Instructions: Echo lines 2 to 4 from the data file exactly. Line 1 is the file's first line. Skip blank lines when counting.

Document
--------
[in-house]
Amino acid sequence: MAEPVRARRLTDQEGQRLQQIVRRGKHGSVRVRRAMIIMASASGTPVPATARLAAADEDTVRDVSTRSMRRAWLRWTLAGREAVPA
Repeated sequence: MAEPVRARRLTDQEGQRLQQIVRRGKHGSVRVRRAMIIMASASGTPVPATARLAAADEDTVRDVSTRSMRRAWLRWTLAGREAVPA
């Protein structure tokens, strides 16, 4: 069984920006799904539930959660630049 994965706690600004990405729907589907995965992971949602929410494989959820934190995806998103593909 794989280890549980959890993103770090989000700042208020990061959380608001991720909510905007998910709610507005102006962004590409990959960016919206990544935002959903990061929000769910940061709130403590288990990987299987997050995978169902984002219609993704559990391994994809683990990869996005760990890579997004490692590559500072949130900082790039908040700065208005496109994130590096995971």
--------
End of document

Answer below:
Amino acid sequence: MAEPVRARRLTDQEGQRLQQIVRRGKHGSVRVRRAMIIMASASGTPVPATARLAAADEDTVRDVSTRSMRRAWLRWTLAGREAVPA
Repeated sequence: MAEPVRARRLTDQEGQRLQQIVRRGKHGSVRVRRAMIIMASASGTPVPATARLAAADEDTVRDVSTRSMRRAWLRWTLAGREAVPA
């Protein structure tokens, strides 16, 4: 069984920006799904539930959660630049 994965706690600004990405729907589907995965992971949602929410494989959820934190995806998103593909 794989280890549980959890993103770090989000700042208020990061959380608001991720909510905007998910709610507005102006962004590409990959960016919206990544935002959903990061929000769910940061709130403590288990990987299987997050995978169902984002219609993704559990391994994809683990990869996005760990890579997004490692590559500072949130900082790039908040700065208005496109994130590096995971």